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    Travel — 6 January 2016

    The rock less travelled

    Havasu, a geological wonderland with a lush oasis at its base, is no less awe-inspiring than its big sister, the Grand Canyon

    Words: Ian Belcher

    Ah, the Grand Canyon: the vertiginous ochre and red walls; the mazy, magnificent Colorado River; the awe, the grandeur… and the Domino’s pizza deliveries.

    No, my eyes are not deceiving me: fast food is indeed dispatched direct to one of the wonders of the world. I’m resting against my rucksack beneath two monolithic fingers of rock, when the helicopter touches down in Supai – the only village inside the ravine – and unloads two super-sized deep-pan pepperonis.

    It’s the Grand Canyon, but not as you know it. Havasu is the largest side canyon inside the vast geological maze of America’s iconic landmark – and pizza deliveries aren’t its only USP.  There’s the waterfall higher than Niagara, a creek with the turquoise brilliance of Maldivian lagoons and the most remote community in the ‘Lower 48’ states.

    It also has the last mule train in the US Postal Service – a Hollywood dream made real with Stetson-wearing locals riding heavily laden animals down plummeting switchbacks. They’re a godsend. In an act of private-public partnership that would make George Osborne salivate, the mail mules are subcontracted to carry our tents and supplies into the dusty backcountry.

    However, Havasu is not just the Grand Canyon less known; it’s the Grand Canyon less travelled. Carving through the Havasupai Indian Reservation, it attracts just 20,000 visitors each year. Around 50km to the east, the iconic South Rim viewpoints of the eponymous national park absorb closer to five million.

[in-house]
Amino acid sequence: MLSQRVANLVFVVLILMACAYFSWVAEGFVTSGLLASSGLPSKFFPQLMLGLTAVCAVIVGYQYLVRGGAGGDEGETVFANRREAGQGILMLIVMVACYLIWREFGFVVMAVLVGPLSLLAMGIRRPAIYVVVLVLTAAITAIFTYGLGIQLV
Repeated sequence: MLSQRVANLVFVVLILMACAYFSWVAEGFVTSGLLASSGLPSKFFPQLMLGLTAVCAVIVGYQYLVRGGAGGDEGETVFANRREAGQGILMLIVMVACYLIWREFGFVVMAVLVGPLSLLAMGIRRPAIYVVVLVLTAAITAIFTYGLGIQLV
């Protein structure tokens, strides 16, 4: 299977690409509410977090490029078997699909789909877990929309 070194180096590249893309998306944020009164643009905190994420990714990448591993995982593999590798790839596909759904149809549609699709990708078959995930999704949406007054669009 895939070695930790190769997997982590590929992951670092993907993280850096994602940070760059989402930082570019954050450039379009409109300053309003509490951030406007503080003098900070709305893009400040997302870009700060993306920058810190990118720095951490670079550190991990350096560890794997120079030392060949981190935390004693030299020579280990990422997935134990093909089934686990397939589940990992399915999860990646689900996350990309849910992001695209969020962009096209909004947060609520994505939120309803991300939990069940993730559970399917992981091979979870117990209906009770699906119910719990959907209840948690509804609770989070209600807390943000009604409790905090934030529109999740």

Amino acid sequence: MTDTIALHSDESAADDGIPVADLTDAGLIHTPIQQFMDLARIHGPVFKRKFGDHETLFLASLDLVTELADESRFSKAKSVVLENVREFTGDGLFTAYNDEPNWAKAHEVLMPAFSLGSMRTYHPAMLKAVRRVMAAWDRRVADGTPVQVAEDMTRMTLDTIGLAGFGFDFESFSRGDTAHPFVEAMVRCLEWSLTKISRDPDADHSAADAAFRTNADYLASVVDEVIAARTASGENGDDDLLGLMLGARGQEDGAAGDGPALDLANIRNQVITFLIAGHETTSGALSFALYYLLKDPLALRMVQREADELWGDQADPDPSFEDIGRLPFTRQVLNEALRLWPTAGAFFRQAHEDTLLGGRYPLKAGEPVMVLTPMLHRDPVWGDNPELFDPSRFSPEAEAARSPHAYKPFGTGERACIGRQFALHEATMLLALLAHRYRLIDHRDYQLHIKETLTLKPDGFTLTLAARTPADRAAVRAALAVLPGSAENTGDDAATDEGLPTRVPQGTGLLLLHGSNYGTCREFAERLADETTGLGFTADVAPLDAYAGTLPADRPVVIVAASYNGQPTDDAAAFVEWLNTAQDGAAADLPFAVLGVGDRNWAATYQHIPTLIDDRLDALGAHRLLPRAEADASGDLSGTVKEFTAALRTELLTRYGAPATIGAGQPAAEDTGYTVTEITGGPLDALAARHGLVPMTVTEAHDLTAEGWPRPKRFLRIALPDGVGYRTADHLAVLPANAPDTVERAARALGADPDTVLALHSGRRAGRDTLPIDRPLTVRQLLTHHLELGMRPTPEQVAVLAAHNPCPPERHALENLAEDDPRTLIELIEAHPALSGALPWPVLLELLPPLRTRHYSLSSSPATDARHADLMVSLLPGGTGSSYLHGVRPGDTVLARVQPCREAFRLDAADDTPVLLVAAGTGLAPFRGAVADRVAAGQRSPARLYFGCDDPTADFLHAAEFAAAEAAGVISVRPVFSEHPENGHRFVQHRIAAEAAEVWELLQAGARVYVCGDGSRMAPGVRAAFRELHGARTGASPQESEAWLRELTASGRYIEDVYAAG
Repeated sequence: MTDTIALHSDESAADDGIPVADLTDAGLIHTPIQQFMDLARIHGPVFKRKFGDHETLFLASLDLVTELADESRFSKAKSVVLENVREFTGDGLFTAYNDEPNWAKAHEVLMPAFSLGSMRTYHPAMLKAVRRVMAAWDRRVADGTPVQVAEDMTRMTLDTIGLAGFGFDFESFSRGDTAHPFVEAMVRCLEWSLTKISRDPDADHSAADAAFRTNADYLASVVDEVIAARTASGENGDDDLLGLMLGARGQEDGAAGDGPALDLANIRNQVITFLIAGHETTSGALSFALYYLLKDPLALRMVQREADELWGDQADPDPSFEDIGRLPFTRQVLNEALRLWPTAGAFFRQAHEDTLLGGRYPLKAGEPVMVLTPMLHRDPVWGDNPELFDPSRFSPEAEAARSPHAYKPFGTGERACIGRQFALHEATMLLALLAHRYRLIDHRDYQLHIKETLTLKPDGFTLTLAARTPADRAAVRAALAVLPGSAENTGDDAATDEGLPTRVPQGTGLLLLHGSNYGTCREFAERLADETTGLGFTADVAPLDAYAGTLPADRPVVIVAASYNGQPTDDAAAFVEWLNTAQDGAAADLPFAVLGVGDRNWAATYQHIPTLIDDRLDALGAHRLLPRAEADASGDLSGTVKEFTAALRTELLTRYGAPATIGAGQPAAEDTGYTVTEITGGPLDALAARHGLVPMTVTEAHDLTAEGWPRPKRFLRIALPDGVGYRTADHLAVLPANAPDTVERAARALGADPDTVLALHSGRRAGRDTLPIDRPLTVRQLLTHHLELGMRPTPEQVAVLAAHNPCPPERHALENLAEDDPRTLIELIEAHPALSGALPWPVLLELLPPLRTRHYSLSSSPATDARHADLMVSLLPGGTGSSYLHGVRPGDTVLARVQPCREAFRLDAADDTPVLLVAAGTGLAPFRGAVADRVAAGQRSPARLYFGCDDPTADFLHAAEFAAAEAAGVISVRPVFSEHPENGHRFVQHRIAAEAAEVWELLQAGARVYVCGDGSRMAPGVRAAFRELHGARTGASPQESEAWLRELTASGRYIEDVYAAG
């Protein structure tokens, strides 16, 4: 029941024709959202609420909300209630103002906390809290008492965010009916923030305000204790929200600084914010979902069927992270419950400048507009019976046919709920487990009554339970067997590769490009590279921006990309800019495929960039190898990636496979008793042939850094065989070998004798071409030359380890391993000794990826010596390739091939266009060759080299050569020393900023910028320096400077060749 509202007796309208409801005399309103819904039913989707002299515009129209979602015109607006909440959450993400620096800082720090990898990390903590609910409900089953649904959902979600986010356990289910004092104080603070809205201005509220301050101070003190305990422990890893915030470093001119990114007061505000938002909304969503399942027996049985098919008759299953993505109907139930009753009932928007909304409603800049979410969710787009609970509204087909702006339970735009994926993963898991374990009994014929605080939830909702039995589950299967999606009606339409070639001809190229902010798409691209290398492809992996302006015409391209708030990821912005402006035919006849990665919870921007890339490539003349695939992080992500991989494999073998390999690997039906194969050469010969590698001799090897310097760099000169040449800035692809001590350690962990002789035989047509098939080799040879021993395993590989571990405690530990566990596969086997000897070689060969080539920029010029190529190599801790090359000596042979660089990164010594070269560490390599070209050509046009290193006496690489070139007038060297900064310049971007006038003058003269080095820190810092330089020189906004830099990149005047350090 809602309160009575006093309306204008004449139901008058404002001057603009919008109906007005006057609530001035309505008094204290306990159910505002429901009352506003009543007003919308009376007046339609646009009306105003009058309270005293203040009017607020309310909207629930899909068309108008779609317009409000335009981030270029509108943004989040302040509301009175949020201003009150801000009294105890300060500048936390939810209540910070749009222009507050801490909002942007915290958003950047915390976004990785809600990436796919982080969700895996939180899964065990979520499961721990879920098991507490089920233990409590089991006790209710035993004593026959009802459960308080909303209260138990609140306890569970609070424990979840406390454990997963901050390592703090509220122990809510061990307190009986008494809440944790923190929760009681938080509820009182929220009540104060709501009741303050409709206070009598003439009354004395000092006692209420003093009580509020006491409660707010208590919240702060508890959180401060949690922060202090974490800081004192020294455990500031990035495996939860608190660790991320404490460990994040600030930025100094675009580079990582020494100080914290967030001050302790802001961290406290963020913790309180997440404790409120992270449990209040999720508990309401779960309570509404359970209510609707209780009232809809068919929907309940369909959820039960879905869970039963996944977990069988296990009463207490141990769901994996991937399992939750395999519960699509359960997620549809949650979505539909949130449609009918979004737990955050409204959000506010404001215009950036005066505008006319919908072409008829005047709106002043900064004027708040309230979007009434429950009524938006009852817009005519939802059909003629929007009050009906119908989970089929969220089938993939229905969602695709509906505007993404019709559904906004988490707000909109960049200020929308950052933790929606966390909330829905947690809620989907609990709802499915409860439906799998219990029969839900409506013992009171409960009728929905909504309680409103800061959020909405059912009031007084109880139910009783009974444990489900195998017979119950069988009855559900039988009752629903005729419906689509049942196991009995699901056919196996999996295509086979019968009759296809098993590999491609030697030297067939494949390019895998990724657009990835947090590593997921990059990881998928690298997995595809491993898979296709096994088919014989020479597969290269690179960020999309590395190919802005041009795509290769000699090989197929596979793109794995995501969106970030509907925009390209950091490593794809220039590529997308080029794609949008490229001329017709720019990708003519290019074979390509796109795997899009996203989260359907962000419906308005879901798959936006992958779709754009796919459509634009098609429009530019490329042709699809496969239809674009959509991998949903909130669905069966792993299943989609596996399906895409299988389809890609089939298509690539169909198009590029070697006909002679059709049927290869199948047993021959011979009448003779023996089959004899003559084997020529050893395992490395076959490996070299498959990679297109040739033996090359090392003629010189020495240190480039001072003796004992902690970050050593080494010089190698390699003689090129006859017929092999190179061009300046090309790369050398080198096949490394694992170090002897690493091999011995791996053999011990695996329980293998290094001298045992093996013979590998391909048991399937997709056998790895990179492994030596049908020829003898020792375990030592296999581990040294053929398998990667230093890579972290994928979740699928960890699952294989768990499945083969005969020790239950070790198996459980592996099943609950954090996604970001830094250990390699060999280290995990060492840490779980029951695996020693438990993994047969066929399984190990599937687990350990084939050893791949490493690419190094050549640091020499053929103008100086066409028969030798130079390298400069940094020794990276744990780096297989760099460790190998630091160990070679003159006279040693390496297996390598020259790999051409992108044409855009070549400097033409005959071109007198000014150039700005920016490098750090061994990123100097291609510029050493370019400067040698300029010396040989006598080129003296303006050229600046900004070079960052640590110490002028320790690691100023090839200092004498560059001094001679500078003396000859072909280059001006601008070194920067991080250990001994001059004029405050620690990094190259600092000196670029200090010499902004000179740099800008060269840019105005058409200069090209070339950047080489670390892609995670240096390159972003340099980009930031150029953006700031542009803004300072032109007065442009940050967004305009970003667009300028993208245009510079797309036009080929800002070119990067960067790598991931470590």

Its vital statistics may be less show-stopping – it’s 10 times narrower and half as deep as the main Colorado River Canyon – but Havasu still offers an elegy-inducing panorama. Standing at the 1,522m trailhead, I watch as turkey vultures catch thermals in front of massive cliffs that plunge into a barrel-shaped floor of black and cappuccino scree. Just visible is a tiny crimson thread: the inner canyon navigated by our hike.

    First the descent. Or rather the time travel. The canyon is a layer cake of sedimentary sandstone and limestone with a base 185 million years older than its rim. Every step takes me 100,000 years further back in history. At 350 million BC, I turn right, hitting a metronomic stride on flatter, hard-packed sand and gravel.

    The landscape may be vast, but it’s also strangely claustrophobic. The mammoth outer walls vanish and I’m swallowed alive by the inner canyon’s sandstone esplanade. It deepens rapidly: 100m, 120m, 150m, sculpted by flash floods into piles of giant stone discs.

    And this is only the warm-up act. After 10.5km, turning into the main Havasu Canyon, I hear an incongruous gurgling: the first sound since entering the desert. Havasu Creek is gushing at more than five million litres an hour, lubricating an oasis of cottonwood, redbud and ash trees.


    But just as nature gives, so it takes. Or nearly takes. Forty years ago, a hiker mistakenly turned right at this point. She was found three weeks later, delirious and emaciated after surviving on sips of spring water. A wooden arrow ensures no one repeats the near-fatal error and channels us further into a geological paradise.